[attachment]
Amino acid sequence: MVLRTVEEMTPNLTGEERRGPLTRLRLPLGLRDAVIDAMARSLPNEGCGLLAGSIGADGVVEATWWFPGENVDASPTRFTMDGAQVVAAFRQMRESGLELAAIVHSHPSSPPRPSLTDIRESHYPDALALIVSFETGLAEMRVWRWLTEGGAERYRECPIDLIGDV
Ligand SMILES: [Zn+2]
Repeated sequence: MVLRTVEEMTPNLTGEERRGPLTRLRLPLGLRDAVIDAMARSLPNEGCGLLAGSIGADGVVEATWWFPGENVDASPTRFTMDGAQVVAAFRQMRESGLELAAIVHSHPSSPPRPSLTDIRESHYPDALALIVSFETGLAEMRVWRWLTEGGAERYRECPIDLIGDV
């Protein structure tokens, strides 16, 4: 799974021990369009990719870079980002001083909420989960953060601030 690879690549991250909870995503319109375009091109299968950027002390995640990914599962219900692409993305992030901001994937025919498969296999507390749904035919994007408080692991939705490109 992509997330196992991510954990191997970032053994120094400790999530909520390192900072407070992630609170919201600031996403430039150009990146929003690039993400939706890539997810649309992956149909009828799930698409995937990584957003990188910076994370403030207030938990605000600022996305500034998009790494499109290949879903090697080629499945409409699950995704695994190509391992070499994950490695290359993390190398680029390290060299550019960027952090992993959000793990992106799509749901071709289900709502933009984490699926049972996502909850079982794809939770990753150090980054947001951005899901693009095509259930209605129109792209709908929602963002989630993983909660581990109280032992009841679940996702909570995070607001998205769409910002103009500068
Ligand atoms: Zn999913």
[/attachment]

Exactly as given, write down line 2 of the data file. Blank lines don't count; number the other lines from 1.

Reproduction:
Ligand SMILES: [Zn+2]